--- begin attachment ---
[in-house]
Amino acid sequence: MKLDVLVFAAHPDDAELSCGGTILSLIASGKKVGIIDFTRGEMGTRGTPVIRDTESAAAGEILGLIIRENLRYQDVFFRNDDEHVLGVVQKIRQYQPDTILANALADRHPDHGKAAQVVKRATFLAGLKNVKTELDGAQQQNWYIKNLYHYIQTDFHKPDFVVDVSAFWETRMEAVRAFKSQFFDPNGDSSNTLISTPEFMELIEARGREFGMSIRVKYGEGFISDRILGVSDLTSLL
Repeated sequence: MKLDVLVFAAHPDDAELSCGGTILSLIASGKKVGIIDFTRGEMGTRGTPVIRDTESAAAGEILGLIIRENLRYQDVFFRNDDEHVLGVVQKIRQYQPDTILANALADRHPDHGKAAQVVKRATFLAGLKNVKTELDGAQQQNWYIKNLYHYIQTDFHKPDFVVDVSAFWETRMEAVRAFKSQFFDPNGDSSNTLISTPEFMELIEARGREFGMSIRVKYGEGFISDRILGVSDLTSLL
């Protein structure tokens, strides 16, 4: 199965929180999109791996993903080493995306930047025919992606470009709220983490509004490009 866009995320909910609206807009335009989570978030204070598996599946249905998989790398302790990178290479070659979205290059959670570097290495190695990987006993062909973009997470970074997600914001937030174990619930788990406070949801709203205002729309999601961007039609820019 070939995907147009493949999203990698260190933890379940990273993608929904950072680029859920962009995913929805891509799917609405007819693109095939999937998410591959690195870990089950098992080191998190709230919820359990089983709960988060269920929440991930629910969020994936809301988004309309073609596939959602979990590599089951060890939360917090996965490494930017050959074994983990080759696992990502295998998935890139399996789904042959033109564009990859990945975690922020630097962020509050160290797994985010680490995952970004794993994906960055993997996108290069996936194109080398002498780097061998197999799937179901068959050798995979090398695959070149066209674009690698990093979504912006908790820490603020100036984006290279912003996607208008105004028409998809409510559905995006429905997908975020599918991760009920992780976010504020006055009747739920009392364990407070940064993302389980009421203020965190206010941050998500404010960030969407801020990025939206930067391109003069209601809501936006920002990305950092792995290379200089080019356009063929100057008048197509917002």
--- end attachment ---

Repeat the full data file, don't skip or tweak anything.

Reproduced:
[in-house]
Amino acid sequence: MKLDVLVFAAHPDDAELSCGGTILSLIASGKKVGIIDFTRGEMGTRGTPVIRDTESAAAGEILGLIIRENLRYQDVFFRNDDEHVLGVVQKIRQYQPDTILANALADRHPDHGKAAQVVKRATFLAGLKNVKTELDGAQQQNWYIKNLYHYIQTDFHKPDFVVDVSAFWETRMEAVRAFKSQFFDPNGDSSNTLISTPEFMELIEARGREFGMSIRVKYGEGFISDRILGVSDLTSLL
Repeated sequence: MKLDVLVFAAHPDDAELSCGGTILSLIASGKKVGIIDFTRGEMGTRGTPVIRDTESAAAGEILGLIIRENLRYQDVFFRNDDEHVLGVVQKIRQYQPDTILANALADRHPDHGKAAQVVKRATFLAGLKNVKTELDGAQQQNWYIKNLYHYIQTDFHKPDFVVDVSAFWETRMEAVRAFKSQFFDPNGDSSNTLISTPEFMELIEARGREFGMSIRVKYGEGFISDRILGVSDLTSLL
């Protein structure tokens, strides 16, 4: 199965929180999109791996993903080493995306930047025919992606470009709220983490509004490009 866009995320909910609206807009335009989570978030204070598996599946249905998989790398302790990178290479070659979205290059959670570097290495190695990987006993062909973009997470970074997600914001937030174990619930788990406070949801709203205002729309999601961007039609820019 070939995907147009493949999203990698260190933890379940990273993608929904950072680029859920962009995913929805891509799917609405007819693109095939999937998410591959690195870990089950098992080191998190709230919820359990089983709960988060269920929440991930629910969020994936809301988004309309073609596939959602979990590599089951060890939360917090996965490494930017050959074994983990080759696992990502295998998935890139399996789904042959033109564009990859990945975690922020630097962020509050160290797994985010680490995952970004794993994906960055993997996108290069996936194109080398002498780097061998197999799937179901068959050798995979090398695959070149066209674009690698990093979504912006908790820490603020100036984006290279912003996607208008105004028409998809409510559905995006429905997908975020599918991760009920992780976010504020006055009747739920009392364990407070940064993302389980009421203020965190206010941050998500404010960030969407801020990025939206930067391109003069209601809501936006920002990305950092792995290379200089080019356009063929100057008048197509917002």